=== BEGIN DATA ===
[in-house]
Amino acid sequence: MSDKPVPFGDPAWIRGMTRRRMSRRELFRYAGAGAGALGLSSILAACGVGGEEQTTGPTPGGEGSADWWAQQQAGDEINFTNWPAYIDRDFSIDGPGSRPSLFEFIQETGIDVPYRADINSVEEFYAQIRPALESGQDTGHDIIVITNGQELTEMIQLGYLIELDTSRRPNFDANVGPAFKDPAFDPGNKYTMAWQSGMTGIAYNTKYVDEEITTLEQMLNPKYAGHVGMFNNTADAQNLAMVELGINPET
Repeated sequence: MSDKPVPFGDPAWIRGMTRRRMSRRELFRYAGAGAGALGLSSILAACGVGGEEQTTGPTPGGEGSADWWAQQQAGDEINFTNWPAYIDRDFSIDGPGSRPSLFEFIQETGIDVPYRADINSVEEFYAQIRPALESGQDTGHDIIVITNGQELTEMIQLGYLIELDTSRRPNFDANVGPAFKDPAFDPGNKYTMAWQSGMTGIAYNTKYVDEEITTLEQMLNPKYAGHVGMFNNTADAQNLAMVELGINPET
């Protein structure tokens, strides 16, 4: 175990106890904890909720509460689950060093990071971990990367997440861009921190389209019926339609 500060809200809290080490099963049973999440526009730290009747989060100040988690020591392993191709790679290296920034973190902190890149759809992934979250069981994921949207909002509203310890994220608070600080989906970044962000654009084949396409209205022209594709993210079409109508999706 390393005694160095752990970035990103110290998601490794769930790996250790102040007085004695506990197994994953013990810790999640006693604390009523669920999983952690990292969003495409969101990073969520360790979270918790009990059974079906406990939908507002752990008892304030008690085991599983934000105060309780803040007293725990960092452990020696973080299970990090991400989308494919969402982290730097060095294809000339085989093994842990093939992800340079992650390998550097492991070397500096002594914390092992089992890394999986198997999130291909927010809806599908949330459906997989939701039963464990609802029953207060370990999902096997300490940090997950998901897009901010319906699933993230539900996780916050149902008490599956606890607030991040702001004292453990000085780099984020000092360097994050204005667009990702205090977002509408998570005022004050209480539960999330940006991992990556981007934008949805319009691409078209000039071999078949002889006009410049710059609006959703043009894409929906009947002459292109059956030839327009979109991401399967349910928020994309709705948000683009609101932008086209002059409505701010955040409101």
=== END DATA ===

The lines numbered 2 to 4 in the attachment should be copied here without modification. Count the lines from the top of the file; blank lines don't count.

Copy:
Amino acid sequence: MSDKPVPFGDPAWIRGMTRRRMSRRELFRYAGAGAGALGLSSILAACGVGGEEQTTGPTPGGEGSADWWAQQQAGDEINFTNWPAYIDRDFSIDGPGSRPSLFEFIQETGIDVPYRADINSVEEFYAQIRPALESGQDTGHDIIVITNGQELTEMIQLGYLIELDTSRRPNFDANVGPAFKDPAFDPGNKYTMAWQSGMTGIAYNTKYVDEEITTLEQMLNPKYAGHVGMFNNTADAQNLAMVELGINPET
Repeated sequence: MSDKPVPFGDPAWIRGMTRRRMSRRELFRYAGAGAGALGLSSILAACGVGGEEQTTGPTPGGEGSADWWAQQQAGDEINFTNWPAYIDRDFSIDGPGSRPSLFEFIQETGIDVPYRADINSVEEFYAQIRPALESGQDTGHDIIVITNGQELTEMIQLGYLIELDTSRRPNFDANVGPAFKDPAFDPGNKYTMAWQSGMTGIAYNTKYVDEEITTLEQMLNPKYAGHVGMFNNTADAQNLAMVELGINPET
């Protein structure tokens, strides 16, 4: 175990106890904890909720509460689950060093990071971990990367997440861009921190389209019926339609 500060809200809290080490099963049973999440526009730290009747989060100040988690020591392993191709790679290296920034973190902190890149759809992934979250069981994921949207909002509203310890994220608070600080989906970044962000654009084949396409209205022209594709993210079409109508999706 390393005694160095752990970035990103110290998601490794769930790996250790102040007085004695506990197994994953013990810790999640006693604390009523669920999983952690990292969003495409969101990073969520360790979270918790009990059974079906406990939908507002752990008892304030008690085991599983934000105060309780803040007293725990960092452990020696973080299970990090991400989308494919969402982290730097060095294809000339085989093994842990093939992800340079992650390998550097492991070397500096002594914390092992089992890394999986198997999130291909927010809806599908949330459906997989939701039963464990609802029953207060370990999902096997300490940090997950998901897009901010319906699933993230539900996780916050149902008490599956606890607030991040702001004292453990000085780099984020000092360097994050204005667009990702205090977002509408998570005022004050209480539960999330940006991992990556981007934008949805319009691409078209000039071999078949002889006009410049710059609006959703043009894409929906009947002459292109059956030839327009979109991401399967349910928020994309709705948000683009609101932008086209002059409505701010955040409101």